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This article is more than five years old. Autism research — and science in general — is constantly evolving, so older articles may contain information or theories that have been reevaluated since their original publication date.
A new tool called BrainSpan is providing researchers with exquisitely detailed windows into when genes are expressed and where they are located as the brain develops. An overview of the project was presented Sunday at the 2011 Society for Neuroscience annual meeting in Washington, D.C.
BrainSpan is a collaboration between researchers at the Allen Institute for Brain Science, which developed the Allen Brain Atlas, and four universities. All of the data are freely available to researchers through several interactive modules on the project’s website.
Researchers plan to add data to the online database until 2012 when the atlas is scheduled to be complete.
Last week, for example, the project released one component, the ability to look at gene expression across 300 different brain structures at a key stage in development: 15 to 21 weeks post-conception.
The atlas also includes gene expression data from 42 postmortem brains, ranging in age from 8 weeks post-conception to 40 years. Data are available across development for 16 different regions, including the hippocampus, the amygdala, the cortex and the striatum.
When and where:
For a subset of genes, BrainSpan also provides a visual picture of expression in brain slices. A reference atlas for a brain at 21 weeks post-conception is available, and others are in the works.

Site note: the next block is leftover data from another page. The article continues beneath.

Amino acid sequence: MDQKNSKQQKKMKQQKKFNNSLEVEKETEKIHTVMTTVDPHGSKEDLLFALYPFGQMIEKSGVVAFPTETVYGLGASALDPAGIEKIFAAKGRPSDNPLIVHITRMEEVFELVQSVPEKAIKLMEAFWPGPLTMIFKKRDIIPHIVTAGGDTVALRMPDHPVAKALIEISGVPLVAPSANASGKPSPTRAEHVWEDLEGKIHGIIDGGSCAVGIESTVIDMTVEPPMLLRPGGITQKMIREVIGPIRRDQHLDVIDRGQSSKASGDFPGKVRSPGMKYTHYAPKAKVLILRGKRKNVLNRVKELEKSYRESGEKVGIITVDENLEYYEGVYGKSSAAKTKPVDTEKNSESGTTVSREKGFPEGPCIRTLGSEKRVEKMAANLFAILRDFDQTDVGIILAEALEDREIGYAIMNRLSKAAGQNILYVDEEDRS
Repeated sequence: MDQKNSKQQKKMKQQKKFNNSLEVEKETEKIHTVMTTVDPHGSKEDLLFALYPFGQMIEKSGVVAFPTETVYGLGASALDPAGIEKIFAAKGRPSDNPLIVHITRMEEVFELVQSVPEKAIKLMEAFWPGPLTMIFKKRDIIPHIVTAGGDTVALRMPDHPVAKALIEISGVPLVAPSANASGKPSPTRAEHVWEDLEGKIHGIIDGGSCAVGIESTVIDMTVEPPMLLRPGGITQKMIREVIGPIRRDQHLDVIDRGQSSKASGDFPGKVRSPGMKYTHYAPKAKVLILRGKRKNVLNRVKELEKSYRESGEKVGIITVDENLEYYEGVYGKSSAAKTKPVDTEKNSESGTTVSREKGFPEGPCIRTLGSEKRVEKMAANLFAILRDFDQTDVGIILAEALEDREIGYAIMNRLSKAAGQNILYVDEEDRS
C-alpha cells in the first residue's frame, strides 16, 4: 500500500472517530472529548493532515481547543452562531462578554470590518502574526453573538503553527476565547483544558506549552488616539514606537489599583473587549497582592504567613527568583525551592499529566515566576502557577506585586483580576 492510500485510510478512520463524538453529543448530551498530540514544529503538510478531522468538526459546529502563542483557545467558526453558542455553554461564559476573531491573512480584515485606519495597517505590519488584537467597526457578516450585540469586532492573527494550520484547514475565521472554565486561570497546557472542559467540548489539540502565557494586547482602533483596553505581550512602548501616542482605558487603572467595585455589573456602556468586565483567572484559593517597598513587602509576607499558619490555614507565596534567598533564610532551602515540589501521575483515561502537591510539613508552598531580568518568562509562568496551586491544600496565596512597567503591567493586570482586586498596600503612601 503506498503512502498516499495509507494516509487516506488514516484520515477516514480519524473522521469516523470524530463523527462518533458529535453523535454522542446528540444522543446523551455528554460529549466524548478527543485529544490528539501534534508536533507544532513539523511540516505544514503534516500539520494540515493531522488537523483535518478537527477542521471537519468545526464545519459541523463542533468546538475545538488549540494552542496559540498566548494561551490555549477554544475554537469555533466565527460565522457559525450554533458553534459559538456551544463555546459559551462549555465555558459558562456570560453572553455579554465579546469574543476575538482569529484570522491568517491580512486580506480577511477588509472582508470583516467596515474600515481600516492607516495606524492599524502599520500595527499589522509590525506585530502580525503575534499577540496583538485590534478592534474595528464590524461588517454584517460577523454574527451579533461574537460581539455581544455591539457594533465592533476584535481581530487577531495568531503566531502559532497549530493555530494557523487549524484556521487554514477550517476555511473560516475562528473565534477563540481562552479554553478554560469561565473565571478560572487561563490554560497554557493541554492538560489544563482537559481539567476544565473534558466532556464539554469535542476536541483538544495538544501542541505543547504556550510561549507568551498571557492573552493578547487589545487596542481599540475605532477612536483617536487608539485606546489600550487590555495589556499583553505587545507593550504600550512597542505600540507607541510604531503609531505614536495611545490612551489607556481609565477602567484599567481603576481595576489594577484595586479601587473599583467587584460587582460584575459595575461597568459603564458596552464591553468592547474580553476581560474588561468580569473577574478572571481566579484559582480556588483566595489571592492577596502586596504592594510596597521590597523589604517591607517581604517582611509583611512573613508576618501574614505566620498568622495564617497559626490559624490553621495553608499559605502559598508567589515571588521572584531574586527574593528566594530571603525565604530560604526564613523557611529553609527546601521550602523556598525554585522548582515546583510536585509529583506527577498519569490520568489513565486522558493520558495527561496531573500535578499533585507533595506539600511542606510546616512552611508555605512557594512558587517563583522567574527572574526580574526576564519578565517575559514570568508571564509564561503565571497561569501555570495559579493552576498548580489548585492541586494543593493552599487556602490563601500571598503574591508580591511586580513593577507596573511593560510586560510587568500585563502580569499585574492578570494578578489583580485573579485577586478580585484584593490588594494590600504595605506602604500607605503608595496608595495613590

“I hope that this is going to be something that autism researchers can use to look up any gene that they want to see, when it’s expressed and if it’s expressed in a particular structure that may be perturbed in autism,” says Ed Lein, senior director of neuroscience at the Allen Brain Institute.
At the Allen Brain Atlas exhibit booth on Monday, for example, Lein looked up NRXN1 and NRXN3, two closely related autism candidate genes, and saw that they are expressed in very different regions of the brain.
“You can see each of these genes has a very specific pattern and you need this level of anatomical specificity to understand it,” he says. “On the other hand, if you have a broad developmental survey you can get a nice view of how this pattern changes over time.”
NRXN3 has a particularly interesting localization pattern, according to the atlas: It is highly expressed in ganglionic eminences, the transitional brain structures that generate inhibitory neurons.
The atlas also allows researchers to find genes with the same patterns of expression. For example, NRXN3 expression in the cortex overlaps with that of several genes important in inhibitory neurons, including GAD1 and GAD2.
“This is kind of an addictive toy to play with,” Lein says, “but also one where you can get more serious about taking a systematic approach.”
For more reports from the 2011 Society for Neuroscience annual meeting, please click here.